Chroma Experience

UX Writing

UX Writing is the art of creating texts that provide a positive user experience. A well-written text ensures that users are intuitively taken to their destination as quickly and easily as possible.

5 UX Writing Principles

1. Useful:

Text alone should not have an end in itself, it always serves user:inside and the business goal. Superfluous text should be removed and possibly replaced with useful graphics.
Evolution has made us better at grasping objects than assigning raw numbers. So we should summarize calculations and numbers for users and present them graphically.

2. Clear:

Instructions should be formulated unambiguously and actions should have unambiguous effects. For example, it can make sense to mark completed tasks in a form in a different color or to assign a green arrow to entered, correct data. Terms should always be assigned the same meaning and numbers should be displayed as digits instead of being written out in full.
In addition, the user flow should always follow the natural gaze guidance and not lead erratically, for example from the top left at noon to the bottom and then back to the top right corner of a screen.

3. Accurate:

Good UX writing always delivers exactly the type and amount of information that is needed at that moment. In this way, users are not inundated with data and retain a better overview. Choices should be kept manageable for users. In the case of an offer whose selection options are difficult to limit, it can make sense to make a clear recommendation.

4. Dialog-oriented:

The goal is to establish a dialog between user:in and the system and to address user:in their language and their current situation. Communication should feel natural and completely normal. It makes sense to address users as "you" and "your" (e.g., "your account," "your order," "your shopping cart") to create a sense of unity and togetherness.

5. Accessible:

Good UX writing excludes no one and is understandable, regardless of education level or cultural background. UX writers should make barrier-free and make their product, without exception, accessible to people. Optimally, there should be 10 to a maximum of 13 words per sentence, tending to be less; a paragraph should follow a maximum of 5 lines of body text. Headings can help divide texts and give users orientation within a text. As a study by the Nielsen Norman Group has shown, most people tend not to read texts completely, but rather to "scan" them. During this "scanning", headings and highlighted keywords are an important element to support the user.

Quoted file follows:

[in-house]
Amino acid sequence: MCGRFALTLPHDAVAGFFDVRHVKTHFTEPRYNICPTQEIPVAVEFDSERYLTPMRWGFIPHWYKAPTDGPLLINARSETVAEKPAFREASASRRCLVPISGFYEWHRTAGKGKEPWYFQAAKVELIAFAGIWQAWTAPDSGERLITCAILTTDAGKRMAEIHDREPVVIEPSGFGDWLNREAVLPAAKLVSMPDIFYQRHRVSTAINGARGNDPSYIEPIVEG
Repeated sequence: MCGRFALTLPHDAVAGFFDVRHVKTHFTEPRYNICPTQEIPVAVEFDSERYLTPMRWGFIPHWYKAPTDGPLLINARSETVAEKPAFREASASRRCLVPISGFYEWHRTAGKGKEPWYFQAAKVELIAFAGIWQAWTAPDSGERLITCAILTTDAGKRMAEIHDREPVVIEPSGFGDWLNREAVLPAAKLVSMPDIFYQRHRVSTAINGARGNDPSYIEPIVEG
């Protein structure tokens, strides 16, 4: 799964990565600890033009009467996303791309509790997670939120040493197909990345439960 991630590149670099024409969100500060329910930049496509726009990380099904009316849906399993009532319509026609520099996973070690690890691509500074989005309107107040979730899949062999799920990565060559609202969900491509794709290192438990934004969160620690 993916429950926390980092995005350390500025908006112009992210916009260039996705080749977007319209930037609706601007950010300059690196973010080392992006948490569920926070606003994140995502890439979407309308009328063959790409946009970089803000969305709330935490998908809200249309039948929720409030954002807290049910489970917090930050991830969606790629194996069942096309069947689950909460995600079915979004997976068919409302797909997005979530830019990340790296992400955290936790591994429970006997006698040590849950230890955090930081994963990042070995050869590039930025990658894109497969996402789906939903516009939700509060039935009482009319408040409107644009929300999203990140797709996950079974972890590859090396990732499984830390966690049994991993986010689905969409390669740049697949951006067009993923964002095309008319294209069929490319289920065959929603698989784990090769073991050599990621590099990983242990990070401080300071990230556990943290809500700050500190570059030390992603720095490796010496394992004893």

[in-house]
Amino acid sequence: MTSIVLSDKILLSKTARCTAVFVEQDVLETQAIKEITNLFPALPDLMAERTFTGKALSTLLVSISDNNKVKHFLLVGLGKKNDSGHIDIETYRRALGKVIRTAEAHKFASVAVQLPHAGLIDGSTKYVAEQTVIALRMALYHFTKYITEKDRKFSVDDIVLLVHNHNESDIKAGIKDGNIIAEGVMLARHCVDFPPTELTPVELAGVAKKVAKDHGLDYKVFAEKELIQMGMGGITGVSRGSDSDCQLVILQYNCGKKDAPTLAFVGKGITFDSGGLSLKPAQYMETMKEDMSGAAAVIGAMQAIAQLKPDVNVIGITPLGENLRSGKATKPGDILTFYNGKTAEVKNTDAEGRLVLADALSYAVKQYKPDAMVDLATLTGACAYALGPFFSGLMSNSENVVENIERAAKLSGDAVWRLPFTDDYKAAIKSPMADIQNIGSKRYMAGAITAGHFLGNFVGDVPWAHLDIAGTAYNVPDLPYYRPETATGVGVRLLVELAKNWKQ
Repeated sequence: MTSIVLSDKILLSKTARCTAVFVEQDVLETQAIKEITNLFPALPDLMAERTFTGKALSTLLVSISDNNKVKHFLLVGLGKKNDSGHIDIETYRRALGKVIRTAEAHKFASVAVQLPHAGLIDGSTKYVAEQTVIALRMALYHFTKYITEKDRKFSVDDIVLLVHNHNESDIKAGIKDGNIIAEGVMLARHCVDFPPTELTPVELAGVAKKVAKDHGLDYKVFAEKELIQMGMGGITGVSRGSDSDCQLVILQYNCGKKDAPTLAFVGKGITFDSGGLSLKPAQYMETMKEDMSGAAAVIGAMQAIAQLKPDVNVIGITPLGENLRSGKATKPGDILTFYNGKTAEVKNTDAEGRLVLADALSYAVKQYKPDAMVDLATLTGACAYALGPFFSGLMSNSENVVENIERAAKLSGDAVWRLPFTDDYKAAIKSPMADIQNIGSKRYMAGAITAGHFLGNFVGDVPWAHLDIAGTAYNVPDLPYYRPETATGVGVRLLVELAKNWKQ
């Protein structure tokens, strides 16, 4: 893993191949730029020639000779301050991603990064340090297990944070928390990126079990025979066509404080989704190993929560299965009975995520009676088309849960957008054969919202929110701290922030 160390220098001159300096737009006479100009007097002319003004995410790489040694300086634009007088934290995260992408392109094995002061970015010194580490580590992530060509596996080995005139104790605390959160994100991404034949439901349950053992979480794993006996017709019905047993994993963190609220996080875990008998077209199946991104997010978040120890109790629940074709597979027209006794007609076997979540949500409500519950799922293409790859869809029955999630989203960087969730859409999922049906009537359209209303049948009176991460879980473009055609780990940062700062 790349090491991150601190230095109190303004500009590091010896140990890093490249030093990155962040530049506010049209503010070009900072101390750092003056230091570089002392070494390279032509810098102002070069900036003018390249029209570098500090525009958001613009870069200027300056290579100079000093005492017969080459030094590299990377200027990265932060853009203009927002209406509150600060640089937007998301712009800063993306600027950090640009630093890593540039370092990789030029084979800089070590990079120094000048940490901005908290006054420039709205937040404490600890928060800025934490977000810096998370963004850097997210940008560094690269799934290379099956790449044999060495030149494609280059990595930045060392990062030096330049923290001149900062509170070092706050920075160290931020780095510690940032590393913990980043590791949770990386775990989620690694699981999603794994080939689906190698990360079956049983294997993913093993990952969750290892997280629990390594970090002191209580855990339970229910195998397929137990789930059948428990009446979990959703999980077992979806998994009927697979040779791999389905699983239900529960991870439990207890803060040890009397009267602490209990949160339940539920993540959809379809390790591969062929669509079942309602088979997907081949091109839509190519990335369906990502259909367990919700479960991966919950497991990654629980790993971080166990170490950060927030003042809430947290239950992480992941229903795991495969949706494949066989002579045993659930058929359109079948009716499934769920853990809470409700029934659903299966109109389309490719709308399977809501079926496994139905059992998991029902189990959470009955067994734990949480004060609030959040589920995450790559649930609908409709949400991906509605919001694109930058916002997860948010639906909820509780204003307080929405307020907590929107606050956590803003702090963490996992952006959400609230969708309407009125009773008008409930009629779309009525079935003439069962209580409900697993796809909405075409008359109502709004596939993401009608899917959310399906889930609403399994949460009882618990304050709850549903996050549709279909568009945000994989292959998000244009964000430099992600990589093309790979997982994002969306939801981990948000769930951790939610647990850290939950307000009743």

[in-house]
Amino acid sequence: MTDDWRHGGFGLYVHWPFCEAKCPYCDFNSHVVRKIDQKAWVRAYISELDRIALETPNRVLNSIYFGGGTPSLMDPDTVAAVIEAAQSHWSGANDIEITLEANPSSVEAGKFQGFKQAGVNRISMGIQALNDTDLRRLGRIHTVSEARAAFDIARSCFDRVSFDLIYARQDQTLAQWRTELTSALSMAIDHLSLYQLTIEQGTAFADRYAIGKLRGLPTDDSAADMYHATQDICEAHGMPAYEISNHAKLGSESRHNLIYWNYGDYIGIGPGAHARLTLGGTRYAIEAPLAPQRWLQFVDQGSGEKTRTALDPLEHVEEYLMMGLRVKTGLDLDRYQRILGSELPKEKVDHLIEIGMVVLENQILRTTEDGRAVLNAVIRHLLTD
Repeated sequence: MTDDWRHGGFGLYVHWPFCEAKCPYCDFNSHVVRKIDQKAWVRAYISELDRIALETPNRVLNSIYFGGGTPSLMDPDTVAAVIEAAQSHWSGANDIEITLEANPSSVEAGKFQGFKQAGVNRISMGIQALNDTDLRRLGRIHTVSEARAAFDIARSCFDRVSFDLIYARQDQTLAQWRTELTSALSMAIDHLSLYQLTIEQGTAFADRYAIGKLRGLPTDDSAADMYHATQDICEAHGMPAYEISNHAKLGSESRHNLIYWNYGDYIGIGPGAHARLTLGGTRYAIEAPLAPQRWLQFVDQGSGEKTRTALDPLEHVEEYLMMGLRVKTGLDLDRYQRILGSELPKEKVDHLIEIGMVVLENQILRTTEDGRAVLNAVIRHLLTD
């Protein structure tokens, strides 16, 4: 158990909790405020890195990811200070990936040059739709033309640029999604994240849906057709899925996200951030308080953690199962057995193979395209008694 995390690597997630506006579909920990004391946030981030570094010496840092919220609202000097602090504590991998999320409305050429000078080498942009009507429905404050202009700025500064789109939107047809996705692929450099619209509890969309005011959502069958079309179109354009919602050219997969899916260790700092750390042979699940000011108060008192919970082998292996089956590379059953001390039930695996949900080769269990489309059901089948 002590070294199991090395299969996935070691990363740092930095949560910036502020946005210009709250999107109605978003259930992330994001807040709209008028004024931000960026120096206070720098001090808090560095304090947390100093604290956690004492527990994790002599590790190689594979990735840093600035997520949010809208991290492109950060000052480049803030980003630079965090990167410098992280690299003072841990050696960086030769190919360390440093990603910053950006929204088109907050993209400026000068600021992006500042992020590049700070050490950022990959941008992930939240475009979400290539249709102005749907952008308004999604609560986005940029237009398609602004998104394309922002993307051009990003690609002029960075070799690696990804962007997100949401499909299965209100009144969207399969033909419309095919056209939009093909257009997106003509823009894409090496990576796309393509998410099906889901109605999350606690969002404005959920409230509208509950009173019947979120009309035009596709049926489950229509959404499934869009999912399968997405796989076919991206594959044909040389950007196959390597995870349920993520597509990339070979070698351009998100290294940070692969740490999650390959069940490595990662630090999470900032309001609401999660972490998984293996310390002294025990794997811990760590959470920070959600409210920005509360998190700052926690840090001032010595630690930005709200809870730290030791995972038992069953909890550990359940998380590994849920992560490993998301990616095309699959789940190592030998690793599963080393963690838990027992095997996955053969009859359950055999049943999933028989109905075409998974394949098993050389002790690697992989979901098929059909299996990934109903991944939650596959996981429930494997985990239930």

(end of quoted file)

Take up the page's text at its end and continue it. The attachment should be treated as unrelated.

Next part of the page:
What is the difference with classic marketing texts?

Marketing texts are designed to sell a product or service. In UX writing, however, the focus is not on a product, but on the user's path to purchase and navigation through a system.
UX writing accompanies users on their buying experience and ensures a smooth "state of the flow", i.e. an order process that is as fast and error-free as possible. In addition, UX writing not only concerns the body text in a product - i.e. on a website or an app - but also any text on buttons, call-to-actions and forms as well as the labels. Thus, UX writing is not about the promotional purpose of a product, but rather about the overall impression and customer journeys.


What seems logical and intuitive to the UX writer can be difficult for users to comprehend. That's why it makes sense to subject the processes to tests and let as many people as possible experience the customer journey.

So UX writing defines not only the balance of textual and graphical content, but also the logical structure of the text. UX writing is also about focusing on people's needs and making content easy to understand. However, less is not always more here. It is about the qualitative shortening of content and the active appeal to user